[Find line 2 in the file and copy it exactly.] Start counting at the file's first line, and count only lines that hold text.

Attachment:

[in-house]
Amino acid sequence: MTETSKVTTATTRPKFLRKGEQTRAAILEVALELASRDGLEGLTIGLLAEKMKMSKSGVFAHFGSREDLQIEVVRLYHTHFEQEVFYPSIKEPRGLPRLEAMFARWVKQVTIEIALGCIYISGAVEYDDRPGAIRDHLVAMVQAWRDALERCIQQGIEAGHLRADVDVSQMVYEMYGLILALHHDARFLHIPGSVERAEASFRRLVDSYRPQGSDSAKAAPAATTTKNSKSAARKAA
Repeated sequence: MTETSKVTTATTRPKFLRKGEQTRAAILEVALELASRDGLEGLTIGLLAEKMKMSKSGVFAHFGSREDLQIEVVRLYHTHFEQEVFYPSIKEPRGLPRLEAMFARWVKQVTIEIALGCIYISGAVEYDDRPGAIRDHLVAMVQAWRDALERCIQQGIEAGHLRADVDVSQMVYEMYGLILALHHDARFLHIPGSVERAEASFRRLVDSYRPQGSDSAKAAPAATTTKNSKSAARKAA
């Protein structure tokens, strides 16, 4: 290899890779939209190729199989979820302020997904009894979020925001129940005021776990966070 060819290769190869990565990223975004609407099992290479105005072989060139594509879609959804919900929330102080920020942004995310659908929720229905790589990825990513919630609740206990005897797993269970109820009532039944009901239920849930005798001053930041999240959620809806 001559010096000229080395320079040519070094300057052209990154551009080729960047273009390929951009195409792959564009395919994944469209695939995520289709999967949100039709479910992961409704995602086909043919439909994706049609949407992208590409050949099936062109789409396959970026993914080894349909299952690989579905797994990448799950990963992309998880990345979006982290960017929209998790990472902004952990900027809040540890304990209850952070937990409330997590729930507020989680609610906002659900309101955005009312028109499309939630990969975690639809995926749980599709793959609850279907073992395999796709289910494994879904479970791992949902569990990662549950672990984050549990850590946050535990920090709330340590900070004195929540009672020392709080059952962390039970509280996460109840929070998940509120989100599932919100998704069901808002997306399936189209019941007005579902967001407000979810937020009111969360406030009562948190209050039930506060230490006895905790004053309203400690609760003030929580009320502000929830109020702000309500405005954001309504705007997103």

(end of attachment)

Amino acid sequence: MTETSKVTTATTRPKFLRKGEQTRAAILEVALELASRDGLEGLTIGLLAEKMKMSKSGVFAHFGSREDLQIEVVRLYHTHFEQEVFYPSIKEPRGLPRLEAMFARWVKQVTIEIALGCIYISGAVEYDDRPGAIRDHLVAMVQAWRDALERCIQQGIEAGHLRADVDVSQMVYEMYGLILALHHDARFLHIPGSVERAEASFRRLVDSYRPQGSDSAKAAPAATTTKNSKSAARKAA